President Franklin D. Roosevelt appointed Harry L. Hopkins to administer the scheme which generated millions of public jobs for many unskilled, unemployed workers as part of FDR's New Deal program. Public employment programs were aimed at invigorating the economy by reducing mass unemployment providing people in the lowest income bracket with the means to buy goods thereby redistributing money and increasing demand for products to stimulate growth in industry, which in turn would result in more jobs.
What did the Works Progress Administration do? The WPA was a federal agency created by the Emergency Relief Appropriation Act of April 1935 to provide light construction jobs for millions of unskilled workers without the need for large amounts of materials or heavy machinery.
What was the result of the Works Progress Administration? The result of the WPA was to provide employment for 25% of the population, between 1935 and 1939 the WPA was the nation's biggest employer. During this time construction workers, working predominantly in towns and cities, built schools, hospitals, libraries, courthouses, city halls, post offices, parks, roads, sidewalks and housing. Unemployment levels dropped and people had money to spend on goods. The demand for products from factories increased which led to the creation of more jobs.
Works Progress Administration Facts for kids: What's the difference between the WPA and the PWA?
Facts about Works Progress Administration
The law known as the 1935 Emergency Relief Appropriation Act of April was passed on April 8, 1935 and continued the government's policy of creating federal agencies to manage the economy, bring about Industrial recovery and reduce unemployment levels. The WPA aspired to serve the public good and conserve the skills and the self-esteem of workers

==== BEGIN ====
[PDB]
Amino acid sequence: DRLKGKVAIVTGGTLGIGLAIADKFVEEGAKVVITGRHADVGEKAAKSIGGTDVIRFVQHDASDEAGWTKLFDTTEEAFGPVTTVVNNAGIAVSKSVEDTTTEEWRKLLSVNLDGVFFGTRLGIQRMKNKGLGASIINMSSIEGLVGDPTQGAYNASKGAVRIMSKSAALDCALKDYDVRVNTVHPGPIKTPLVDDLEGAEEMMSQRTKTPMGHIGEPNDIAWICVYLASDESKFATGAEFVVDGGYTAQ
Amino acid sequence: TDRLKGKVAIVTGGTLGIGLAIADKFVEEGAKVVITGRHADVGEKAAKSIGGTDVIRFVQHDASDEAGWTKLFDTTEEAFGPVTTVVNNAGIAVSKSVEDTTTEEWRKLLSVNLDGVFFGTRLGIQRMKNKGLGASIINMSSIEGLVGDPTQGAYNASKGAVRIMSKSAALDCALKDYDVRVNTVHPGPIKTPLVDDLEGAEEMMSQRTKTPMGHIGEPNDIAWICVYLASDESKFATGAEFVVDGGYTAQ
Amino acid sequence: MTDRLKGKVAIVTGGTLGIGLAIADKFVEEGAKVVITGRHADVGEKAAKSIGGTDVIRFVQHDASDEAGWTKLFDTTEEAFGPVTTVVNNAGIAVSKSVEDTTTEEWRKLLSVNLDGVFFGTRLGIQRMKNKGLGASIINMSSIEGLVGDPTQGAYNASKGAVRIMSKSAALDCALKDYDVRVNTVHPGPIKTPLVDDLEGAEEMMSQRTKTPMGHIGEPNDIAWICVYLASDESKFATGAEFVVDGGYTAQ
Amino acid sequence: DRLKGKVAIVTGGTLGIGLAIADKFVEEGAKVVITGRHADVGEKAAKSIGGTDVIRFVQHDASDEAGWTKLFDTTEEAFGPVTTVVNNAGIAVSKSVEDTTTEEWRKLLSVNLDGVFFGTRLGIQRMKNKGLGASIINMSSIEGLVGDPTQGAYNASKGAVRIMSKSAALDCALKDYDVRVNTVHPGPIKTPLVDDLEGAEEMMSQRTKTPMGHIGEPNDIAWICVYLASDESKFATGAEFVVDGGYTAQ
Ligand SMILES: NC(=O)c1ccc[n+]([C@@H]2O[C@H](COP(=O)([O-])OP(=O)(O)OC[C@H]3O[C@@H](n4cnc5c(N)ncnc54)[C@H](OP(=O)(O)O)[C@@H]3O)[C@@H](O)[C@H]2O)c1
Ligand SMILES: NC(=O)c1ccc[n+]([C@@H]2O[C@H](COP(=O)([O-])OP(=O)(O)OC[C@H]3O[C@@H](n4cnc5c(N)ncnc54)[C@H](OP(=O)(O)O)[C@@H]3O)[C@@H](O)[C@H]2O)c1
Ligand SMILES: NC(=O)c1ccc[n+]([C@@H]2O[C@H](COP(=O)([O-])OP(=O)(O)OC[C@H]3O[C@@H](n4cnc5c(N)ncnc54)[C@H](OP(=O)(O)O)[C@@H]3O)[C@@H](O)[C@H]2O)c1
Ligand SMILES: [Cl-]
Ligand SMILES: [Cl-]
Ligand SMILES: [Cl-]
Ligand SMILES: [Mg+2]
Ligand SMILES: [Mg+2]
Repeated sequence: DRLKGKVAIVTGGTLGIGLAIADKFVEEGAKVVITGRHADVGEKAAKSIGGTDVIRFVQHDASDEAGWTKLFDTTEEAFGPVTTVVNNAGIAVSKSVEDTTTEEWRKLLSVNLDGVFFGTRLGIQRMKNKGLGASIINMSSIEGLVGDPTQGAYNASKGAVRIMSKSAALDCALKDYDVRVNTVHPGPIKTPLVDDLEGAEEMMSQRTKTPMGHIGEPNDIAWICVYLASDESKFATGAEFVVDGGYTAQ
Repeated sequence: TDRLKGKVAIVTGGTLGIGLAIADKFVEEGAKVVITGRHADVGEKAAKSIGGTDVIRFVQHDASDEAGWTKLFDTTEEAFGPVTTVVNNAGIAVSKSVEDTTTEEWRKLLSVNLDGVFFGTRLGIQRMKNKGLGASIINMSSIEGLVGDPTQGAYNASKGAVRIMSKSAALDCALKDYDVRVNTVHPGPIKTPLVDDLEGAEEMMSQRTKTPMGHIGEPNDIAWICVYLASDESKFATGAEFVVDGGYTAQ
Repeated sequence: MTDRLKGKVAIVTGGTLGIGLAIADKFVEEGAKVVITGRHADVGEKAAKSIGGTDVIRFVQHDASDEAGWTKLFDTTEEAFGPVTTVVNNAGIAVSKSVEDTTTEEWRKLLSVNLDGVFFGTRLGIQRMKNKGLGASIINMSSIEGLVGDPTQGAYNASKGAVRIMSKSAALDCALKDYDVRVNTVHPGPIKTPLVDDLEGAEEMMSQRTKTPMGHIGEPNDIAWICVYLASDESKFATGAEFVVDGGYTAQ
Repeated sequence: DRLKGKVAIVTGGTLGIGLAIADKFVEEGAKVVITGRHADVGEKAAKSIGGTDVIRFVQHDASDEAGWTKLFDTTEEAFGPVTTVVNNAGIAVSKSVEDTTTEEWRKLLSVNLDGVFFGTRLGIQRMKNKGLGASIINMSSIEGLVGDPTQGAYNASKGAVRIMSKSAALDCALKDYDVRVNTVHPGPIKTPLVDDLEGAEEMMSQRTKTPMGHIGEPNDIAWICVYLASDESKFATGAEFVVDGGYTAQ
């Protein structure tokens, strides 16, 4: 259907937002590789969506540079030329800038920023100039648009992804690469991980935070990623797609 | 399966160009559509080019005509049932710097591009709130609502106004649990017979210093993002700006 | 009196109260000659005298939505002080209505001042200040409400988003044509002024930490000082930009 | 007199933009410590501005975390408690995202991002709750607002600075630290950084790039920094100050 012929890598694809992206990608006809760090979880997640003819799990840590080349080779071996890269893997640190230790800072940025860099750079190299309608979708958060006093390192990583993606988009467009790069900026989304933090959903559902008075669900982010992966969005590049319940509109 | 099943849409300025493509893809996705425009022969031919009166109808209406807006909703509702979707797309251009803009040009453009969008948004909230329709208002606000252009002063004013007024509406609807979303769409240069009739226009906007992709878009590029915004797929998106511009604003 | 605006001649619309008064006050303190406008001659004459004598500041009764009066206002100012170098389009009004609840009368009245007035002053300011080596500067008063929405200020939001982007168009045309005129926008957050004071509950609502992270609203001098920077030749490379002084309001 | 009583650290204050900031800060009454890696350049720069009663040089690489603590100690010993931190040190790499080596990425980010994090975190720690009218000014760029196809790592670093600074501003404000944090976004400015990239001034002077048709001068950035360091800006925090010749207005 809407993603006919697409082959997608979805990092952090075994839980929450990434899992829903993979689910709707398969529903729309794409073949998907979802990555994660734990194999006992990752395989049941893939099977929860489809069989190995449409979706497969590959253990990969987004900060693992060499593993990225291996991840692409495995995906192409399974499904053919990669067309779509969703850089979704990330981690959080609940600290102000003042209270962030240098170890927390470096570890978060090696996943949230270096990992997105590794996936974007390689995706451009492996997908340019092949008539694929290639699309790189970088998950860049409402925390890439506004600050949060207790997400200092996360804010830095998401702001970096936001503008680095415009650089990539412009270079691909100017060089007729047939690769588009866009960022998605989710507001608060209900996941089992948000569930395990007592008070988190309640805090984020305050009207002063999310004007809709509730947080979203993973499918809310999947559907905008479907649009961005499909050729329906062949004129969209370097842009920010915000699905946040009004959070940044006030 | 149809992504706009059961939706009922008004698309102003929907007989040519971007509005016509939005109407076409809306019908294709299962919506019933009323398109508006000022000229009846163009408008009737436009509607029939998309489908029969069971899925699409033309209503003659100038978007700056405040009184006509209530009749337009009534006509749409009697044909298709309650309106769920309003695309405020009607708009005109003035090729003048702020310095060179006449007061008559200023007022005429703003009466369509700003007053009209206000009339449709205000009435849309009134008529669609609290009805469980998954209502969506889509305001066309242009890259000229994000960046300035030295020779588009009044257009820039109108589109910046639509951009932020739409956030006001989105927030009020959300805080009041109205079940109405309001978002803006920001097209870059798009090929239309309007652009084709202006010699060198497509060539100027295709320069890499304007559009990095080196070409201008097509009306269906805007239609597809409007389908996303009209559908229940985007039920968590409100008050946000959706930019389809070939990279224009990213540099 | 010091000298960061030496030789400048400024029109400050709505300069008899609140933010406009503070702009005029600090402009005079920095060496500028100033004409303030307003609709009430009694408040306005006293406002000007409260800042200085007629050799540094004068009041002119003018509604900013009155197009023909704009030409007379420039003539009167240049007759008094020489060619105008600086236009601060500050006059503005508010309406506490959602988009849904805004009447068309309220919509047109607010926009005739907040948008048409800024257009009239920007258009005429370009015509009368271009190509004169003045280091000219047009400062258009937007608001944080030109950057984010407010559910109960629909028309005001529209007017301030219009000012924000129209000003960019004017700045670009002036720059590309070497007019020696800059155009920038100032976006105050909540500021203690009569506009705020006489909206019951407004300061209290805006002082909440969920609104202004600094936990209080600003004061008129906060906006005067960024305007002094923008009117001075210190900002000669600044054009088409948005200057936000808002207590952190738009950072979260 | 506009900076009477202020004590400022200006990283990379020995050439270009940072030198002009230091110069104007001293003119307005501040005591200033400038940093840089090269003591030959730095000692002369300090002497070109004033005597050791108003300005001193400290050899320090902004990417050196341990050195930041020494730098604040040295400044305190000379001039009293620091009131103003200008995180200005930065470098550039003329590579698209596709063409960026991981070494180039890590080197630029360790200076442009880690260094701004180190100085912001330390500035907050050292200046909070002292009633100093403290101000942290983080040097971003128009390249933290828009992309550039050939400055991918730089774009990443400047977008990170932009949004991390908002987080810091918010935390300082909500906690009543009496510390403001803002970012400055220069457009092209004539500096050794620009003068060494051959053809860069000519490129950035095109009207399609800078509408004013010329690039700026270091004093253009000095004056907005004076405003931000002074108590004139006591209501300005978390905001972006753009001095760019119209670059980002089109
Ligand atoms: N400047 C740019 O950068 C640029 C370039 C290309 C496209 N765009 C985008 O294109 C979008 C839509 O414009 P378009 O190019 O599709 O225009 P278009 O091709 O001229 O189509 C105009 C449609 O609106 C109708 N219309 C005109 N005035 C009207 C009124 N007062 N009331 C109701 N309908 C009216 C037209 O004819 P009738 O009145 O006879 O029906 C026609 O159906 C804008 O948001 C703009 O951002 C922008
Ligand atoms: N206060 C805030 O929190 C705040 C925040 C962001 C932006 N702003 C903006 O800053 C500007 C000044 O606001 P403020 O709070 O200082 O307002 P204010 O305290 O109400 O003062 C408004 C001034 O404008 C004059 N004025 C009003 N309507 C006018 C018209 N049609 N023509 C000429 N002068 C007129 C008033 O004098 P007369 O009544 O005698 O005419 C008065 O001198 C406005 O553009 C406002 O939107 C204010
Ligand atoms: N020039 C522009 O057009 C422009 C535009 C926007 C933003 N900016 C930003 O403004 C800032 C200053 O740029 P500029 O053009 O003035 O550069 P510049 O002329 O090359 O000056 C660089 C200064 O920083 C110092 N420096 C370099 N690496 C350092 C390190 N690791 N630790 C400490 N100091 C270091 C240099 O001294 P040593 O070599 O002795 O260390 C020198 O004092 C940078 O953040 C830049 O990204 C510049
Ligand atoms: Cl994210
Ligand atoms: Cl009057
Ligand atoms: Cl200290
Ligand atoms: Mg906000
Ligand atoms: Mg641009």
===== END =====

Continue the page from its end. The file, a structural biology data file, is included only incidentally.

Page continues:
The law allocated $4.88 billion for the WPA to offer direct government employment to the jobless. The WPA had responsibility for the direct hiring of workers for the government projects. This gave WPA administrators control over how many new jobs were created, who got the jobs and the wages and working conditions of the jobs
Work projects were not allowed to compete with private construction and were submitted on an application form to the State Works Progress Administrator of the state where the project was located.
WPA salaries were larger than previous direct relief payments but smaller than private industry wages. Payments varied, but WPA workers made about 50 to 73 cents per hour, which is about $6.55 to $9.56 in today's dollars.
Besides construction work, other Works Progress Administration WPA projects initially involved the theater, writing, music, sewing projects, food distribution, historic and environmental preservation, archaeological digs and disaster relief
The WPA’s activities included the National Youth Administration (NYA), the Federal Art Project, the Federal Writers’ Project, and the Federal Theatre
In 1938 Harry L. Hopkins left his position as head of the agency when he joined FDR's cabinet as Secretary of Commerce . Hopkins was replaced by army engineer Col. Francis Harrington, formerly of the WPA’s Administrative Manual Division
By 1939 the Works Progress Administration (WPA) was strongly criticized for its possible socialist or communist connections by the financing of artists and musicians in the "Federal Number One" section. The WPA agency responded by changing course with a new name, Works Projects Administration, and focusing more directly on construction work projects.
The Emergency Relief Appropriation Act of 1939 eliminated the Federal Theater Project, cut back WPA pay and limited enrollment to 18 months.
Bulletin board notices posted at each project announcing a reduction in hourly wages and an increase in working hours. A strike of thousands of WPA workers followed, which was unsuccessful.
Many Americans did not want to be on relief and this extended to working on the WPA. A poem called "I'd Rather Not Be on Relief" by Lester Hunter, written in 1938 in the midst of the Dust Bowl Disaster, reflects the plight and some of their views - refer to Dust Bowl Life .
Despite the problems and the criticisms the legacy of the Works Progress Administration is still apparent. 85,000 public buildings, including 39,000 schools, were built, improved, or repaired. 24,000 miles of sewer lines and 16,000 miles of water lines were installed by the WPA
2,000 swimming & wading pools were constructed and 18,000 new or improved playgrounds & athletic fields were constructed by the WPA
35% of the nation's schools and 70% of its hospitals were built as a result of the WPA
During its 8 year history the Works Progress Administration employed over 8.5 million Americans, built 651,087 miles of highways, roads, and streets, 125,110 public buildings and 8,192 parks
The Works Progress Administration lasted until June 30, 1943 as the nation concentrated its efforts on war production for World War II .
|US American History|
|1929-1945: Depression & WW2|